Bob Bradley was officially unveiled as the new coach of Norwegian soccer club Stabaek on Friday. It makes the 55-year-old the first American to coach in a European first division.
There are a couple ways to look at this news.
On the one hand, after a fairly successful stint coaching the Egyptian National Team against the backdrop of revolutionary domestic strife you’d think Bradley would have gotten more job offers beyond a small, promoted club in Norway. Take away the thrashing by Ghana in the first stage of the African World Cup playoffs and Bradley was very good in charge of the Pharoahs, leading them to a 24-7-5 record — good enough for a 66 percent winning percentage.
Yes, coaching a national team in African is much different than running a club team but the results speak for themselves. Beyond that Bradley helped develop players such as Mohammed Salah, who appears bound for a big-money transfer to Liverpool within the next couple weeks. It’s hard to think of a more challenging set of circumstances than what Bradley had to deal with, especially after the Egyptian domestic league was shut down following the Port Said riot.
Still, Bradley faced a stigma — it’s hard to tell how big — about American coaches and their perceived shortcomings. His only other concrete offered appeared to come from the Vancouver Whitecaps in MLS. Clubs are likely leery about handing over the coaching reigns to a foreign coach who never played at a high level, regardless of his success with the U.S. National Team or Egypt.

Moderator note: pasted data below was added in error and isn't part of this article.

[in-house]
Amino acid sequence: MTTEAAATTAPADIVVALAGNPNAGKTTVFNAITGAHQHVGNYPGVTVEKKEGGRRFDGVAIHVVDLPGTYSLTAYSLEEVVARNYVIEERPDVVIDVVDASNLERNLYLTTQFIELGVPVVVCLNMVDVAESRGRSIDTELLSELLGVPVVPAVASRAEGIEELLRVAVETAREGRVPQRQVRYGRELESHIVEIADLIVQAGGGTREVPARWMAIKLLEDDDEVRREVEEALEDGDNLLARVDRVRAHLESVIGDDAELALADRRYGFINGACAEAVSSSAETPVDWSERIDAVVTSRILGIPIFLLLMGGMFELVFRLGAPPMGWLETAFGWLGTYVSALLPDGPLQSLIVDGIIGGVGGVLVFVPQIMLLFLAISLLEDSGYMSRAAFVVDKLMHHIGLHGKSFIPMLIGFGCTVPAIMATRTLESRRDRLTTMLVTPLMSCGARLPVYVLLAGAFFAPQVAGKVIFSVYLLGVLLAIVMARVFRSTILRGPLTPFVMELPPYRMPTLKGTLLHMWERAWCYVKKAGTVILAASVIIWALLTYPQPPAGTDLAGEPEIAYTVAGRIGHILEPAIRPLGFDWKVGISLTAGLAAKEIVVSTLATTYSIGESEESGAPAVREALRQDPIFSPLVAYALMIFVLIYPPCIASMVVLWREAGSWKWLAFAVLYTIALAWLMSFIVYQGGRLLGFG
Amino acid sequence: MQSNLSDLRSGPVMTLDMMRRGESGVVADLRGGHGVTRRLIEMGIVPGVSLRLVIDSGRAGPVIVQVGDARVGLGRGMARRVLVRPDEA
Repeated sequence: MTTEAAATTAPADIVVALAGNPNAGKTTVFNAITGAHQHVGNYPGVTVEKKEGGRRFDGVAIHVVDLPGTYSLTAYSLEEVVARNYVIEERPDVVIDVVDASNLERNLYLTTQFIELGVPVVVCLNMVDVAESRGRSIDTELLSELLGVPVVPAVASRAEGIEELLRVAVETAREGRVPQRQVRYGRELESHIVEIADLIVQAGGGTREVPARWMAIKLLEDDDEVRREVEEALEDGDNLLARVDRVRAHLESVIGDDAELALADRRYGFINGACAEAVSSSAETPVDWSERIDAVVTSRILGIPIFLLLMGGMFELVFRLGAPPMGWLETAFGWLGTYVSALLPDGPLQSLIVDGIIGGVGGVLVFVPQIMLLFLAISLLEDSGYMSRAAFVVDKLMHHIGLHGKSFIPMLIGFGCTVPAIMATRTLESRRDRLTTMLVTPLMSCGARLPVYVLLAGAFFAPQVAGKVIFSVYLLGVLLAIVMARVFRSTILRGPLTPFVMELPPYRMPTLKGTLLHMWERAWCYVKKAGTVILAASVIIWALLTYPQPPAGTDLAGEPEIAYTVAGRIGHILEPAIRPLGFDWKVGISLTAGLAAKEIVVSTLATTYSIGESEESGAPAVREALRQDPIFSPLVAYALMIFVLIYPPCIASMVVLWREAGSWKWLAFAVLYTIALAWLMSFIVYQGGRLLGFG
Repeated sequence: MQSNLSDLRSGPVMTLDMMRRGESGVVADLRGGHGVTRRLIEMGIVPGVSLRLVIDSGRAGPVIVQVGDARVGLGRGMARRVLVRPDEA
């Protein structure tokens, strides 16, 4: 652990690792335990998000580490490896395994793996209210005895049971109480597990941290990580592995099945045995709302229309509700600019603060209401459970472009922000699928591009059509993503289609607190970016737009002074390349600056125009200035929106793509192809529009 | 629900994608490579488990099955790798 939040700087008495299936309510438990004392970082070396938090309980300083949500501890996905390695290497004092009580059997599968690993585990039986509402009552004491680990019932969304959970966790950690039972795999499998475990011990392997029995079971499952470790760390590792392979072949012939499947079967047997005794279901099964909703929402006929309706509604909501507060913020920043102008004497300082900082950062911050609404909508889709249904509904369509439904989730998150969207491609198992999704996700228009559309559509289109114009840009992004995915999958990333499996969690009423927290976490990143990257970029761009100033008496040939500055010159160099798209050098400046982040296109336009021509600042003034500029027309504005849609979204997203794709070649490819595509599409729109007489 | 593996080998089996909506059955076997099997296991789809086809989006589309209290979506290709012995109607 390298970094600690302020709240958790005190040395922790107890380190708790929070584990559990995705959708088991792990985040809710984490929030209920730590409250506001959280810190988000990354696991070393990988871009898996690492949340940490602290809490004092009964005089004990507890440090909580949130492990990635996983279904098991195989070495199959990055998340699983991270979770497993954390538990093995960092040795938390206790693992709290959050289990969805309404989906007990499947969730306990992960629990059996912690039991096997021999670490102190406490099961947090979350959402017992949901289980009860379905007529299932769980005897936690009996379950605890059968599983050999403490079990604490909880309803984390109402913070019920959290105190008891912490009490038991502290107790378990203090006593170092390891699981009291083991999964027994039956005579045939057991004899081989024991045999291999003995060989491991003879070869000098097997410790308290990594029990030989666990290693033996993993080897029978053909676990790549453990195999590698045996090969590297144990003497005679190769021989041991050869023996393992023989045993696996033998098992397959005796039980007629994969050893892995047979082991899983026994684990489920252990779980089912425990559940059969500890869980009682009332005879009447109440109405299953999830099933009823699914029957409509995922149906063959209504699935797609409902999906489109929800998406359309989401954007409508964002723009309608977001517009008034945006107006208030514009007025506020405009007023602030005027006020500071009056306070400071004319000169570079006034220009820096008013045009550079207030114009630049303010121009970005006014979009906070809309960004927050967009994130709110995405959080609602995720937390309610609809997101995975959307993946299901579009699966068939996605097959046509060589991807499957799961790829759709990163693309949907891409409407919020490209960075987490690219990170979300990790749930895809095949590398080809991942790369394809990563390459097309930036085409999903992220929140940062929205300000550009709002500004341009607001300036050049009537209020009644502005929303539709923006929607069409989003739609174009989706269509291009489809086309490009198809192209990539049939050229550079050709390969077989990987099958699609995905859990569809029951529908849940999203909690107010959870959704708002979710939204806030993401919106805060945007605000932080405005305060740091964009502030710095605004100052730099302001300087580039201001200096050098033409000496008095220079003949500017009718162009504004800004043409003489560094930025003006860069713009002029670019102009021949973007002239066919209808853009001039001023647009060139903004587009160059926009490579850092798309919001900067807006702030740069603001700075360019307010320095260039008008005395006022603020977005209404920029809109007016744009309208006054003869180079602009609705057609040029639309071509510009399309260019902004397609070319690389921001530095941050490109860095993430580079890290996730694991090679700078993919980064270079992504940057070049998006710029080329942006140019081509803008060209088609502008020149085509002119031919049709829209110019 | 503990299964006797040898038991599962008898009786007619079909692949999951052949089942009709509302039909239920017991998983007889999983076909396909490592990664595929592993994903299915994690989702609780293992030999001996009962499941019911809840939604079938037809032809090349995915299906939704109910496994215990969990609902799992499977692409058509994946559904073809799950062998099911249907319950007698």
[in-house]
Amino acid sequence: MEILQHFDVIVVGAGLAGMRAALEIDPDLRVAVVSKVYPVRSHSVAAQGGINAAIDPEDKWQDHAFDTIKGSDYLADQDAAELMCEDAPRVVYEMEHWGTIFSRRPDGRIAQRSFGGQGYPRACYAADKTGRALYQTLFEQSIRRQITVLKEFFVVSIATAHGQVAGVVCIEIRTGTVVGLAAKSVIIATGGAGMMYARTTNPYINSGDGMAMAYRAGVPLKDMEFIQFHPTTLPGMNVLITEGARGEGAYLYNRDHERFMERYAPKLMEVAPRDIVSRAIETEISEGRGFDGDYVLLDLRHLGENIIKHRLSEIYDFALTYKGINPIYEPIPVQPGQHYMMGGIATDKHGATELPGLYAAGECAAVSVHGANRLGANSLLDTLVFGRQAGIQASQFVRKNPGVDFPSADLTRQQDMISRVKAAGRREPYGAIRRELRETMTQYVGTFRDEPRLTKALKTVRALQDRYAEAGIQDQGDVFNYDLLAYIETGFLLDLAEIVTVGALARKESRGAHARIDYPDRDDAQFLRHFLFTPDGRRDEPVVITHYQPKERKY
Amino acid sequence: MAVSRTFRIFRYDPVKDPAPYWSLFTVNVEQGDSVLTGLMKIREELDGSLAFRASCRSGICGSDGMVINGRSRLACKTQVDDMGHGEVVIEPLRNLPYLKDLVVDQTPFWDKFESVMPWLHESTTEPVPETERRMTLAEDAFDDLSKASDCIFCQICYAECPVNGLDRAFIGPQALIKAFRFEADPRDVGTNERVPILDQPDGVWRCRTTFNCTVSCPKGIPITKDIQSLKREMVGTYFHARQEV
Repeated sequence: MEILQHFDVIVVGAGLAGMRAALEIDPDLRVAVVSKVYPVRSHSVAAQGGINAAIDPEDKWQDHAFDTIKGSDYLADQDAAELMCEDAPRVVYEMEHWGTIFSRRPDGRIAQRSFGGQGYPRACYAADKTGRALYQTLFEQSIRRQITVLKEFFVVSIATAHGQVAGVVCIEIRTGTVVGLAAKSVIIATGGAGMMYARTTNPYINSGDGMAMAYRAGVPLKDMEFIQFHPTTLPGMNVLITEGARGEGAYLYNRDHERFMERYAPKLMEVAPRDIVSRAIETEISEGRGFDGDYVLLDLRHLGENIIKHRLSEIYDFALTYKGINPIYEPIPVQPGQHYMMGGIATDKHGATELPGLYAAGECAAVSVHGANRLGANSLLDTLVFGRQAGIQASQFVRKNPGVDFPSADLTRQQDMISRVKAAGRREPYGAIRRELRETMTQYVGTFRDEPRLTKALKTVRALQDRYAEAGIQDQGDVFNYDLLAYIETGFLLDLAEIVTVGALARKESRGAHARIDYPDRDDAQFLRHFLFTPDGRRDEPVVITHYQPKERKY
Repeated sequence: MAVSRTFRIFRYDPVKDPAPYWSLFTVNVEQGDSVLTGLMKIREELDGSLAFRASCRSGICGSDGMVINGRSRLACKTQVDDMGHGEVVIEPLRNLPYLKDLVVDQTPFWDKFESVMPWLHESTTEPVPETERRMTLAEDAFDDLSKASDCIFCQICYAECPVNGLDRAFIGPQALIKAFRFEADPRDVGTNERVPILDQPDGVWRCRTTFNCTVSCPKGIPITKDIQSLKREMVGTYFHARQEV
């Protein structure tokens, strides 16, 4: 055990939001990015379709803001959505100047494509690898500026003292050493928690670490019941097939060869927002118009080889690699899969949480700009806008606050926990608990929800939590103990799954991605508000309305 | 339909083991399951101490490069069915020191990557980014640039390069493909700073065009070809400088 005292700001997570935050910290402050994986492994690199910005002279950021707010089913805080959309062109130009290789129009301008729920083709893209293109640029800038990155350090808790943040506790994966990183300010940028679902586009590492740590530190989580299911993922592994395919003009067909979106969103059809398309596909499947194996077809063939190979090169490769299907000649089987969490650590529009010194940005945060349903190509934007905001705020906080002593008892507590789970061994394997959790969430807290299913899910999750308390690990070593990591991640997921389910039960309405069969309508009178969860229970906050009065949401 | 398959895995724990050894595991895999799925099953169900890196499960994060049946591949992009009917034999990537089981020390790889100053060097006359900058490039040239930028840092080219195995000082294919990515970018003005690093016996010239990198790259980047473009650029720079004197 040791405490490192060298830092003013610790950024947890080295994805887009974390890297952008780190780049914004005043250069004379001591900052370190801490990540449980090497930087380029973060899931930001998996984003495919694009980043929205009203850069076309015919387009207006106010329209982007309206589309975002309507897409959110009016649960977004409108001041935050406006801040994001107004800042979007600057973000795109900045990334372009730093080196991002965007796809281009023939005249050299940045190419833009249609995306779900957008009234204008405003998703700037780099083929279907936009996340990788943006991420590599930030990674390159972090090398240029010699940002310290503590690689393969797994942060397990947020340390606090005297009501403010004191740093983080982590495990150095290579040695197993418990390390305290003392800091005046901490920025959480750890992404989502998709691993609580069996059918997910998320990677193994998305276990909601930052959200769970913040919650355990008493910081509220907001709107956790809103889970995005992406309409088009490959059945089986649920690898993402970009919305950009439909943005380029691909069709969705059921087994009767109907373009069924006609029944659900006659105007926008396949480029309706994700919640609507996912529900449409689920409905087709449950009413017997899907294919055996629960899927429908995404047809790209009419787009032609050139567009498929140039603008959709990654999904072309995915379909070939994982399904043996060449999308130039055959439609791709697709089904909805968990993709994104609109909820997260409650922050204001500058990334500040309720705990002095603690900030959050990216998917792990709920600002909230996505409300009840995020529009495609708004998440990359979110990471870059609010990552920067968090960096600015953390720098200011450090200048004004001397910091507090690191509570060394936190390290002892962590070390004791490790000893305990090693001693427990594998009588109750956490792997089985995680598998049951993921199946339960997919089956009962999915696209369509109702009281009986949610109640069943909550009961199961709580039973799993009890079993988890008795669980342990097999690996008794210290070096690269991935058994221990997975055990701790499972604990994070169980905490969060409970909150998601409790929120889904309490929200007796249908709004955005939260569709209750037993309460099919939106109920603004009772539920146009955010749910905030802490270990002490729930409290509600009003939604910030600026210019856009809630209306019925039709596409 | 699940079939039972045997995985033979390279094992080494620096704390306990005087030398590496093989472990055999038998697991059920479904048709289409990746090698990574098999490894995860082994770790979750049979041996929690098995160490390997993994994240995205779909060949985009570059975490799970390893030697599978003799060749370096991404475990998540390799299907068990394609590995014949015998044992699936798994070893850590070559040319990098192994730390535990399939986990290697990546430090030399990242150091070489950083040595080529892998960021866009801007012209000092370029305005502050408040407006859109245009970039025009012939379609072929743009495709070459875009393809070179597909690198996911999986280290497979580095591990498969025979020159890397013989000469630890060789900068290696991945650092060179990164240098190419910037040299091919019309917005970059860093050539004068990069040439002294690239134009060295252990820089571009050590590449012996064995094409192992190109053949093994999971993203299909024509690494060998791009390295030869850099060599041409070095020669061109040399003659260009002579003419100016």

Then again, look at the Premier League in England, which likes to recycle many of the same managerial candidates over and over again. Wouldn’t Bradley — an organized, detail-oriented — coach be useful, or at least provide some leadership and stability? Given how egomaniac owners like Cardiff City put unrealistic expectations on managers, perhaps Bradley is in a good spot, coaching in the relative peace and quiet Norway affords.
Bradley makes history on Friday taking the Stabaek appointment, however it will likely take a former player with an impressive playing resume — think Brad Friedel — to be the first American to coach a club in a big-time European league. Either way, although some fans might have soured on Bradley in the wake of the U.S. National Team’s 2010 World Cup loss to Ghana, he’s proven an excellent ambassador for American soccer.
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